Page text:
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Frank Howcroft - The Diary of an Air Raid Warden - June-July 1941
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June 2 1941

After a period of inactivity we were aroused by the sirens at 00-40 hours. I was soon out of doors and was soon glad I had put on my new mackintosh (issued during the week) for cold wind was blowing. Shortly after arriving at the rendezvous numerous flashes in the sky bespoke the presence of raiders. Searchlights and gunfire were active over a wide area, but the enemy's concentration was on Manchester. Several flares were dropped but they did not seem to be of much use in locating targets owing to there being a lot of low clouds. Anyhow, the Hun did not depart without leaving a sample of his handiwork for some bombs were dropped. We had a good muster of wardens on duty. Other than myself were wardens Brabin, Hubberstey, Chadwick, and Bullough. When things died down a little we repaired to our hide-out, and had a cup of tea. Shortly after the “Raiders Passed” sounded at 03-10 so we immediately left for home.

June 12 1941

The sirens awoke me at 01-10 hours and I hastily dressed and made my way to our rendezvous. Mr. Hubberstey was there, and shortly after my arrival wardens Chadwick and Brabin put in an appearance. There was no aerial activity at all and no aircraft came our way, so we were not surprised to hear the “Raiders Passed” sound at 01-40.

Another alert sounded at 03-15 and lasted until 03-42. I did not turn out on this occasion.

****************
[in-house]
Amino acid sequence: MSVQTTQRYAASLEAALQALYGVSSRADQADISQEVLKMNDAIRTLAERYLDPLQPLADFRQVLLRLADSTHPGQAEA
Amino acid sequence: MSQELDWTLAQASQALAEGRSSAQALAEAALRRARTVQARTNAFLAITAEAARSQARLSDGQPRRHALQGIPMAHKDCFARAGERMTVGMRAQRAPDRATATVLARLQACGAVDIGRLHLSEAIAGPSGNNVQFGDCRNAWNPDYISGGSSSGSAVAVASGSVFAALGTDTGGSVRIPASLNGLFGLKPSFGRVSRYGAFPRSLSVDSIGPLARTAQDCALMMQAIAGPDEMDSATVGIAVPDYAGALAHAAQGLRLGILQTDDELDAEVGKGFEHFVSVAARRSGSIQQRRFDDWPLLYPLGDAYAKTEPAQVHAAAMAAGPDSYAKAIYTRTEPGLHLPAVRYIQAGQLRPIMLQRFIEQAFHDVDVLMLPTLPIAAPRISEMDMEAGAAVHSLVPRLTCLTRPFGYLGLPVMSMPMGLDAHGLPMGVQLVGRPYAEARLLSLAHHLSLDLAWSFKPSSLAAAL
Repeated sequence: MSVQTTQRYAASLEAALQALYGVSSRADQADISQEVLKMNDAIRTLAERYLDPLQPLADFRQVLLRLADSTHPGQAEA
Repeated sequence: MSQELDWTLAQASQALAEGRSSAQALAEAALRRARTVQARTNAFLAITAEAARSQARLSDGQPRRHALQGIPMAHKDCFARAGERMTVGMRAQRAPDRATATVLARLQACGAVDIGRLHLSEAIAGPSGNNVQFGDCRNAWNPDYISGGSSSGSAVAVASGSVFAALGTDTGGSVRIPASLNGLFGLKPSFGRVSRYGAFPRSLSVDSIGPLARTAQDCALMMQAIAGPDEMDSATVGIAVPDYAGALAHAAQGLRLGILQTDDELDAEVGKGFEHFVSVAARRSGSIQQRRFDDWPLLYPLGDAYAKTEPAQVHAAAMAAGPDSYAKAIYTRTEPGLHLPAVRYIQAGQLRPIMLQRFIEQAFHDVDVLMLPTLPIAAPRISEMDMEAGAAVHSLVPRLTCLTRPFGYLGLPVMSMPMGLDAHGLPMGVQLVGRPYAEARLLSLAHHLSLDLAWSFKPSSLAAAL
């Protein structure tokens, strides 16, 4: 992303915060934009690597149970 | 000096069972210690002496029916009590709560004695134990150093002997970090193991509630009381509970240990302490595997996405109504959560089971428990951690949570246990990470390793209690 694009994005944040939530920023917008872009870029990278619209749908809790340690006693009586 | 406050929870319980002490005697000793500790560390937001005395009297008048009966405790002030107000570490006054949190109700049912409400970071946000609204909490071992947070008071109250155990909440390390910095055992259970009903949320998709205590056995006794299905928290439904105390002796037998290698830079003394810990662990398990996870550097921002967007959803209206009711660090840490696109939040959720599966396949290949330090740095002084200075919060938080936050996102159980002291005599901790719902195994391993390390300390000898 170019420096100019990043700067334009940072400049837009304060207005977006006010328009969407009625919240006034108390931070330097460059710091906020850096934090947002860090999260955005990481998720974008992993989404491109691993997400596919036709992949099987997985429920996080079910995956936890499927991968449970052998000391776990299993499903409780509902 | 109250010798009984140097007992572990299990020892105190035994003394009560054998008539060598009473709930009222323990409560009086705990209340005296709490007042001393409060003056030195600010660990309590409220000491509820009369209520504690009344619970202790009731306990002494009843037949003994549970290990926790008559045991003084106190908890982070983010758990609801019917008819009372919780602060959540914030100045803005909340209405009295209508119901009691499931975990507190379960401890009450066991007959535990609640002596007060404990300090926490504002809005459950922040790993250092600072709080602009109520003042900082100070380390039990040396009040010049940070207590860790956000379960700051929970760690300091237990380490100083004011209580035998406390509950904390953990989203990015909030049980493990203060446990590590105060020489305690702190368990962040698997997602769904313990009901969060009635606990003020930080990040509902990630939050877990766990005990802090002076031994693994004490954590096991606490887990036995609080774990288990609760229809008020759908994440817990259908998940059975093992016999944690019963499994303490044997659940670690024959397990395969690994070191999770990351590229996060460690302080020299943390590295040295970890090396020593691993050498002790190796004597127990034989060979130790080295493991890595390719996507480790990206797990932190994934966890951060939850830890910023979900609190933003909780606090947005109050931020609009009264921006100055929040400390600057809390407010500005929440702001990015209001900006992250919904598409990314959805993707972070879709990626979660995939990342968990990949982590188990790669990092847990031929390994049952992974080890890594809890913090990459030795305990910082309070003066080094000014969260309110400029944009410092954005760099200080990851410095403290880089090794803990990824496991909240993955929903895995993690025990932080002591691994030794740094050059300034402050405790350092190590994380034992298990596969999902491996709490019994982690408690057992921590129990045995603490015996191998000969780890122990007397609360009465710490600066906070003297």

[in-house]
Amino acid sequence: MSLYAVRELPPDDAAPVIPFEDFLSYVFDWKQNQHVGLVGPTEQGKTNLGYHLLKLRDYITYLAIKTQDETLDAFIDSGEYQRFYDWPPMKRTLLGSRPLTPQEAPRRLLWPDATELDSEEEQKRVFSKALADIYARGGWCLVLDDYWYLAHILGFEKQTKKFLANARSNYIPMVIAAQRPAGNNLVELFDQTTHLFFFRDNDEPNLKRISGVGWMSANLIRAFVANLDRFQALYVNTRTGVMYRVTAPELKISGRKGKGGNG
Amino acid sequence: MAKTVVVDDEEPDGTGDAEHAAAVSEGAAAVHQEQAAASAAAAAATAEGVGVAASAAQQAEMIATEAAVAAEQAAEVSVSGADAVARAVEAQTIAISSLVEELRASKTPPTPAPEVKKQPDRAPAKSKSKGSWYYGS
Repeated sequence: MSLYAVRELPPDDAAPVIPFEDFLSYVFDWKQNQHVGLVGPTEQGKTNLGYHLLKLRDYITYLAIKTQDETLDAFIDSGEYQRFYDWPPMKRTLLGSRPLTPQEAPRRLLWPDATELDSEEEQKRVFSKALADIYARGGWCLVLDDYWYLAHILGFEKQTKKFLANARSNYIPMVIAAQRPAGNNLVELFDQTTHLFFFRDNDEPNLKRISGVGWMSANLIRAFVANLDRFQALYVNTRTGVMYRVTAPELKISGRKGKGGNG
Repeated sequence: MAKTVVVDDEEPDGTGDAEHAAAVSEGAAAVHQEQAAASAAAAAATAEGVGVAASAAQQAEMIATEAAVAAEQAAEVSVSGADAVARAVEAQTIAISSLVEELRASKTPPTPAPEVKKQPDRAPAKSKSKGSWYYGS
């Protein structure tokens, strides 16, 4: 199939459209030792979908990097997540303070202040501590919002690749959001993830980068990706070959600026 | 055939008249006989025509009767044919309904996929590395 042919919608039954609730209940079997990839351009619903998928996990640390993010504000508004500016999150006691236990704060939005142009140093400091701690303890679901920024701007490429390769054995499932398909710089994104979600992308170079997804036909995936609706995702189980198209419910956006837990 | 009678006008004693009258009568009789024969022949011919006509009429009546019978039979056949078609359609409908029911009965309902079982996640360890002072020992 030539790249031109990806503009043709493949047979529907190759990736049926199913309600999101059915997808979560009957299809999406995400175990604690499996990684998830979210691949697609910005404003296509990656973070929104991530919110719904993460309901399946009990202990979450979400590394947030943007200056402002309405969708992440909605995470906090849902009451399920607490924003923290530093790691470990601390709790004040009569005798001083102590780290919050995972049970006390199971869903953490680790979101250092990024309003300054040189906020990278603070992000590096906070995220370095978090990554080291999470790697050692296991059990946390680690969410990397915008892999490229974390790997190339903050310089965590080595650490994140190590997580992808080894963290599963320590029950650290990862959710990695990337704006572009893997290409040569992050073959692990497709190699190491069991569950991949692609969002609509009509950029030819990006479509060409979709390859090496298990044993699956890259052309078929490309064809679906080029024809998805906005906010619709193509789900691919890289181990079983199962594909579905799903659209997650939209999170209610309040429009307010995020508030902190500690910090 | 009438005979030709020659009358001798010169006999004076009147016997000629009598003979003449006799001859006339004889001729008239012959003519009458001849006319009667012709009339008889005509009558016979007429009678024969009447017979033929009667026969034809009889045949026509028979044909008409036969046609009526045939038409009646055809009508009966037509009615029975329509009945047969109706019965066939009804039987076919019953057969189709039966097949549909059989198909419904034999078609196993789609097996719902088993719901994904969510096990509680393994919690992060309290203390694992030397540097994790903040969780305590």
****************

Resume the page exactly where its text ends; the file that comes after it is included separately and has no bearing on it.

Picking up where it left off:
June 25 1941

The sirens awoke me at 01-25 and I went out as soon as possible and on letting myself out of the house was greeted by the sounding of the guns in the Manchester direction. It was quite light and warm. It was soon apparent to us that Merseyside was the selected target for the “AA” fire was quite lively. As usual, nothing occurred in our sector, and it was a case of staying out waiting for the “Raiders Passed” signal. This sounded at 02-45 hours and we immediately made for home. Although we were glad to be released form duty, we were surprised because AA fire had been in action only a minute or two earlier. Beside myself wardens Brabin and Hubberstey reported for duty. This alert about announces our first anniversary of alerts, our first warning being Thursday, 20/6/40.

July 5 1941

An alert sounded at 01-37 hours. When I went outside everything was very quiet. It just seemed a matter of waiting for the “Raiders Passed” to sound. Mr. Brabin, Bullough and Chadwick other than myself reported for duty. No aerial activity developed, so when the sirens sounded at 02-00 hours we went home.


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